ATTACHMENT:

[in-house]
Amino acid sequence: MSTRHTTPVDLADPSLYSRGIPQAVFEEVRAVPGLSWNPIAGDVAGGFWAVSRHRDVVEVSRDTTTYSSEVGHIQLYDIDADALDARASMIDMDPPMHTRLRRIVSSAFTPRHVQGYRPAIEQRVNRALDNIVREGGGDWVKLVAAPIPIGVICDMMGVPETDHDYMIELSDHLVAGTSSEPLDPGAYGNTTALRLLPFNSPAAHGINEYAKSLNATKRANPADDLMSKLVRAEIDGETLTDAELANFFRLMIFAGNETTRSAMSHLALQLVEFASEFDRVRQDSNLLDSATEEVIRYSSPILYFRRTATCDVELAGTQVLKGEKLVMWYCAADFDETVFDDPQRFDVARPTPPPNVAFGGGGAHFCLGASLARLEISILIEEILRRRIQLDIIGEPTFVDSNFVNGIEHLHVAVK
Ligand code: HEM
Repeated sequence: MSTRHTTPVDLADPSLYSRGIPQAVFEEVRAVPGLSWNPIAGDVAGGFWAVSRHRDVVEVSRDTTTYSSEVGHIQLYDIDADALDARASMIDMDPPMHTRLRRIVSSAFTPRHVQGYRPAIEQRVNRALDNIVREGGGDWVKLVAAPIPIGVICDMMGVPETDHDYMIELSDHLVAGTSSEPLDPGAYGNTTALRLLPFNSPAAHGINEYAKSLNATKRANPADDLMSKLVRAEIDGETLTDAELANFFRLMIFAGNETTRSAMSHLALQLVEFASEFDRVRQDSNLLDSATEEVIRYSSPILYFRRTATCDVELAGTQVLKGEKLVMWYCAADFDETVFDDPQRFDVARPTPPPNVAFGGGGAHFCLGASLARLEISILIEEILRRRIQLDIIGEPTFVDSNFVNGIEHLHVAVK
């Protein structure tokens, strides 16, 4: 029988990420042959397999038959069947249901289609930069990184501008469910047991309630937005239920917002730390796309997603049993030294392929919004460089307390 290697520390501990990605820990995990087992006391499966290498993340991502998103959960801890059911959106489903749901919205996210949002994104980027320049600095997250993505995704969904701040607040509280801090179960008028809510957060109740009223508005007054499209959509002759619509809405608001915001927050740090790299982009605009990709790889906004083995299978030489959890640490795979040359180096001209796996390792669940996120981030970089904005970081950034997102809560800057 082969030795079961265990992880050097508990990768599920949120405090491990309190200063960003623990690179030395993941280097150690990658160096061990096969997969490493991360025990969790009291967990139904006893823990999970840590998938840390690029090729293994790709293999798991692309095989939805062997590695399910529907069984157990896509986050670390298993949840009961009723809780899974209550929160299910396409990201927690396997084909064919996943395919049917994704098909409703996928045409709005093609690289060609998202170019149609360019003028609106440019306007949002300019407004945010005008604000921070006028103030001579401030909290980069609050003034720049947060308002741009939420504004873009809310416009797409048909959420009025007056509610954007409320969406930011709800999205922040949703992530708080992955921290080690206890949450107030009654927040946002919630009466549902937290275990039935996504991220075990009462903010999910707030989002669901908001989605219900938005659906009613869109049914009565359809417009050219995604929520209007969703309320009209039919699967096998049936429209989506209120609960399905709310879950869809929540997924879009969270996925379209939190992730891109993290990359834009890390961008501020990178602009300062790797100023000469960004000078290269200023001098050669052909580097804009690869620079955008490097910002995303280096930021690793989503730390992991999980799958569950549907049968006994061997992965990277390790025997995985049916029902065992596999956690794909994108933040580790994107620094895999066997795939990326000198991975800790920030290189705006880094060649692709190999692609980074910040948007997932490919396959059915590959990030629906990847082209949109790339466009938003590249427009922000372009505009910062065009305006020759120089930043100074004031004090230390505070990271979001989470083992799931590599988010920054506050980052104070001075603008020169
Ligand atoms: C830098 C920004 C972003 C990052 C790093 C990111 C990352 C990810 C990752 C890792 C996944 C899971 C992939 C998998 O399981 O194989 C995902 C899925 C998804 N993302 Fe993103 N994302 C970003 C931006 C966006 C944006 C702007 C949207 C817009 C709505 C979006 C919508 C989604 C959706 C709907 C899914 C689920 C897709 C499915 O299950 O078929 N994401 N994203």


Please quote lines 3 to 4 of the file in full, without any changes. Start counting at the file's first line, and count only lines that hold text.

Ligand code: HEM
Repeated sequence: MSTRHTTPVDLADPSLYSRGIPQAVFEEVRAVPGLSWNPIAGDVAGGFWAVSRHRDVVEVSRDTTTYSSEVGHIQLYDIDADALDARASMIDMDPPMHTRLRRIVSSAFTPRHVQGYRPAIEQRVNRALDNIVREGGGDWVKLVAAPIPIGVICDMMGVPETDHDYMIELSDHLVAGTSSEPLDPGAYGNTTALRLLPFNSPAAHGINEYAKSLNATKRANPADDLMSKLVRAEIDGETLTDAELANFFRLMIFAGNETTRSAMSHLALQLVEFASEFDRVRQDSNLLDSATEEVIRYSSPILYFRRTATCDVELAGTQVLKGEKLVMWYCAADFDETVFDDPQRFDVARPTPPPNVAFGGGGAHFCLGASLARLEISILIEEILRRRIQLDIIGEPTFVDSNFVNGIEHLHVAVK